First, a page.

Vista preview handlers

by Matt 5. June 2007 17:07

Here's a right little collection of links for you. I should really put them on my list of Programs What I Run.

Anyway. Vista's got this nice preview pane that allows you to see, well, a preview of a selected file. Handy. Naturally enough, not all of your favourite file types are going to be supported out of the box, so here's a list of shell extensions to add that special magic.

Right. I feel a bullet list coming on.

But first things first. There is an MSDN article that showed how to build these extensions in managed code (which is allowed, because they run out of process. Don't run .net shell extensions in-process.) It adds a whole heap of previewers, but since it comes from a developer centric article, it's not exactly user friendly in terms of either installing or documentation. So, download the file, double click to extract it, go into the Installer directory and read the README.txt.

Now, you should have a previewer for:

  • .bin and .dat files, treated as binary files
  • .csv files displayed in a DataGridView
  • .isf files, which appear to be ink files from table pc's
  • .msi installer files displaying a list of all the files that might be installed
  • .resources files (used to hold strings and images during .net compilation)
  • .resx files (an xml based file that becomes a .resources file)
  • .snk and .keys files, again used by .net compilation to provide a strong name to an assembly.
  • .zip and .gadget. A rather lovely idea - displays a tree view of all the files in a zip based file. Gadget files are also zip files, so are also handled. You could take this further and register it as the previewer for .xpi (Firefox extensions), .jar files, and even .docx (although you might want to keep that one for the proper Word preview handler)
  • .pdf, via the Adobe Acrobat ActiveX control
  • .xaml!
  • Finally, there's an Internet Explorer preview handler. This is rather nifty and just displays the file in an IE control. It's registered for xml files (via the "xmlfile" registry key, not .xml. This means it gets anything that identifies itself as a .xml file, such as .rels). It's also registered for .config and an unknown .psq file type (which this link identifies as a "Product Studio Query File" and this link identifies "Product Studio" as a bug tracker within Microsoft). It also handles .xps files, because IE is the default xps viewer.

Now, a bunch of those preview handlers could handle other file types. The IE handler could display, oh, I don't know, html files? The MSDN article does have a sidebar on how to register other file types with existing extensions, but if that's too much of a drag, you can try this association editor.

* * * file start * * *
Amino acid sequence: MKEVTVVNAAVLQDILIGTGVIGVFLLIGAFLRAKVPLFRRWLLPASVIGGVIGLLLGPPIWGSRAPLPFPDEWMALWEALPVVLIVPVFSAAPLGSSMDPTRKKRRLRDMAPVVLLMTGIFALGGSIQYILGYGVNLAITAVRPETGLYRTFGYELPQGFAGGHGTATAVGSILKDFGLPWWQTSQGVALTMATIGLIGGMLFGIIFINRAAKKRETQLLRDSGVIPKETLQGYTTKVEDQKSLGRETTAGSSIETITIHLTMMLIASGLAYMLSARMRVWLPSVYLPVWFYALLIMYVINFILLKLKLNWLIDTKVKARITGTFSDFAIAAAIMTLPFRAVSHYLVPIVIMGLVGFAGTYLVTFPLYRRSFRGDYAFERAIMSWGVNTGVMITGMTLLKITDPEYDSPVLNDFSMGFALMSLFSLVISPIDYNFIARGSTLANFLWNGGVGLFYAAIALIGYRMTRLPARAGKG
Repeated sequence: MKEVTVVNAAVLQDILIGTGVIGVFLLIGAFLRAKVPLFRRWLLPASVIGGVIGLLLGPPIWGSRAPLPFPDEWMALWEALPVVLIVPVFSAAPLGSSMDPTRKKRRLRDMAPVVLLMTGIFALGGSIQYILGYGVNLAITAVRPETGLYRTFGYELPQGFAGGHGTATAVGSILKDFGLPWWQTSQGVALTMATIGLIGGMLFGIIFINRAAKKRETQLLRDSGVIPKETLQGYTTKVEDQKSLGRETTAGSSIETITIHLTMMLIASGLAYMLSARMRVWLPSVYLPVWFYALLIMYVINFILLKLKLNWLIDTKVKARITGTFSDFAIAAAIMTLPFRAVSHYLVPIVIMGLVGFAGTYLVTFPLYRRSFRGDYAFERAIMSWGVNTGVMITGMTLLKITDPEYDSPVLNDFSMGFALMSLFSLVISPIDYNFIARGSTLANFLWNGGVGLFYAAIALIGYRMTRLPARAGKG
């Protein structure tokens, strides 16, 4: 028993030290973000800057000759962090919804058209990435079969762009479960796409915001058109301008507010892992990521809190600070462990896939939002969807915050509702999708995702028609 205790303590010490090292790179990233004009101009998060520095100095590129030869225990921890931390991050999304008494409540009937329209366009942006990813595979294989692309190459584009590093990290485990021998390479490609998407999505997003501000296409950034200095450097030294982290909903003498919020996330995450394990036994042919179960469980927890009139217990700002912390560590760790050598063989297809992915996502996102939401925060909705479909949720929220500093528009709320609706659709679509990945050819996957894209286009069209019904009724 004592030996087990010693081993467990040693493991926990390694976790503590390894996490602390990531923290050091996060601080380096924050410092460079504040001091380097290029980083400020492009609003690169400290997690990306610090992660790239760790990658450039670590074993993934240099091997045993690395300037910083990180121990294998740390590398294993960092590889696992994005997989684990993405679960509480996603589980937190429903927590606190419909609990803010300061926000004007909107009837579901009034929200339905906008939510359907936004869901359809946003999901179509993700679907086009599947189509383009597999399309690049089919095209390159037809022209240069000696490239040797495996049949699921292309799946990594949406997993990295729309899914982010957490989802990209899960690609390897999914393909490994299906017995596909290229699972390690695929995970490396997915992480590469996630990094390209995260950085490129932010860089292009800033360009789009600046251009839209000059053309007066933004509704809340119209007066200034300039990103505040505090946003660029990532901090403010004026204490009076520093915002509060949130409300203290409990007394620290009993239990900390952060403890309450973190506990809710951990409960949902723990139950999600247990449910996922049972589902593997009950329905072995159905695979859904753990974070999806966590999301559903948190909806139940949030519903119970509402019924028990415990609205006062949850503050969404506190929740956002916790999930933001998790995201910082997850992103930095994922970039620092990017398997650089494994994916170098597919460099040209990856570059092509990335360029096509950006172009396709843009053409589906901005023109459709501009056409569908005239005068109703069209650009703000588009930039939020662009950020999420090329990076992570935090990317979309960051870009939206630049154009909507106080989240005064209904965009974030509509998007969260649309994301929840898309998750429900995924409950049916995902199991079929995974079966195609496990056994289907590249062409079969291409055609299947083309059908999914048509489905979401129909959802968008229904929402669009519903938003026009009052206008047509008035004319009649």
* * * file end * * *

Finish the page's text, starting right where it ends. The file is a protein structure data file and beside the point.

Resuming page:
And that's all from the same guy. What can anyone else add?

Oh, and these all work in Office 2007 on Vista, too. But not XP. Fortunately, someone has done all the dirty work of back-porting support for Office 2007 on XP. This package also includes most of the preview handlers already mentioned, but with a few more file types registered, such as .html, .htm, etc.

Tags:

Vista | Shell Extensions | Preview Handlers

Programmatic access to UAC. Kinda.

by Matt 5. June 2007 05:28

I kinda like this web site. It offers a C++ source file with various functions to help in install time situations; functions like IsVista() and IsWow64(). And it also gives some functions to deal with User Account Control. GetElevationType(), IsElevated() and RunElevated() are going to be very useful.

The killer function, though is RunNonElevated(). This is a doozy.

Picture this - I run my installer. It needs to write to C:\Program Files, so gets elevated. Trying to be as nice as I can to my user, I offer them a chance to run my program at the end of the installer, as is common. Unfortunately, since the installer is now running elevated, my newly installed program will run elevated, which is not what I want.

So this function could be very useful. The downside is that Microsoft haven't actually provided any means of running a program non-elevated, so this function has to hack around it by injecting itself into the shell, which it knows is not elevated and getting explorer to spawn the process.

Is it just mean that sees the irony in having to inject code into one process to run another process securely?

Tags:

Vista

Xml Diff and Patch tools

by Matt 16. April 2007 17:35

Ages ago, I found Microsoft's xml diff and patch tools on gotdotnet. Dead useful little package - it does exactly what it says on the tin, diffs and patches xml files.